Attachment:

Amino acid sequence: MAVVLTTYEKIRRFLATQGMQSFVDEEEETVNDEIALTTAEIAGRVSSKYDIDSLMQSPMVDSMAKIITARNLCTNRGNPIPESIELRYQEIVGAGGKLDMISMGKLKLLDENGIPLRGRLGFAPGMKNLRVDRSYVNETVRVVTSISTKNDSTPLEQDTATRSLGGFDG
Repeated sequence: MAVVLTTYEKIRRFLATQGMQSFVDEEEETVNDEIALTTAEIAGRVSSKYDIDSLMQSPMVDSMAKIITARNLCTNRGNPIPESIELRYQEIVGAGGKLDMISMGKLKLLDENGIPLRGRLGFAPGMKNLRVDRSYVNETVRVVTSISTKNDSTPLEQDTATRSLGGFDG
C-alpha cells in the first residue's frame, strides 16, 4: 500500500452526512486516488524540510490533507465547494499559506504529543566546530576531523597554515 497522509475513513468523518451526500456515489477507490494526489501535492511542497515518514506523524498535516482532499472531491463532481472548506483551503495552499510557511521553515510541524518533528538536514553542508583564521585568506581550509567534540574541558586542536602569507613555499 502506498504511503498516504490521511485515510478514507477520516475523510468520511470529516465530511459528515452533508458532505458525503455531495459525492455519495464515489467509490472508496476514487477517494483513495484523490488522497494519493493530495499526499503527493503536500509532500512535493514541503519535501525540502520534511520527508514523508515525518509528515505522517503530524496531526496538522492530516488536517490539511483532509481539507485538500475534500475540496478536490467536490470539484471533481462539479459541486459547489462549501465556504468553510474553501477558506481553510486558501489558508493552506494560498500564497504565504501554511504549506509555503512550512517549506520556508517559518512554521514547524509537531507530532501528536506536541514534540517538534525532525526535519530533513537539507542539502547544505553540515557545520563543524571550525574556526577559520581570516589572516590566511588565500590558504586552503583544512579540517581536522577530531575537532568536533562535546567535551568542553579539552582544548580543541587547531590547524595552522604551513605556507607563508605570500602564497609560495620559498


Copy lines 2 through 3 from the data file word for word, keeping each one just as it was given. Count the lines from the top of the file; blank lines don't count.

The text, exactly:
Repeated sequence: MAVVLTTYEKIRRFLATQGMQSFVDEEEETVNDEIALTTAEIAGRVSSKYDIDSLMQSPMVDSMAKIITARNLCTNRGNPIPESIELRYQEIVGAGGKLDMISMGKLKLLDENGIPLRGRLGFAPGMKNLRVDRSYVNETVRVVTSISTKNDSTPLEQDTATRSLGGFDG
C-alpha cells in the first residue's frame, strides 16, 4: 500500500452526512486516488524540510490533507465547494499559506504529543566546530576531523597554515 497522509475513513468523518451526500456515489477507490494526489501535492511542497515518514506523524498535516482532499472531491463532481472548506483551503495552499510557511521553515510541524518533528538536514553542508583564521585568506581550509567534540574541558586542536602569507613555499 502506498504511503498516504490521511485515510478514507477520516475523510468520511470529516465530511459528515452533508458532505458525503455531495459525492455519495464515489467509490472508496476514487477517494483513495484523490488522497494519493493530495499526499503527493503536500509532500512535493514541503519535501525540502520534511520527508514523508515525518509528515505522517503530524496531526496538522492530516488536517490539511483532509481539507485538500475534500475540496478536490467536490470539484471533481462539479459541486459547489462549501465556504468553510474553501477558506481553510486558501489558508493552506494560498500564497504565504501554511504549506509555503512550512517549506520556508517559518512554521514547524509537531507530532501528536506536541514534540517538534525532525526535519530533513537539507542539502547544505553540515557545520563543524571550525574556526577559520581570516589572516590566511588565500590558504586552503583544512579540517581536522577530531575537532568536533562535546567535551568542553579539552582544548580543541587547531590547524595552522604551513605556507607563508605570500602564497609560495620559498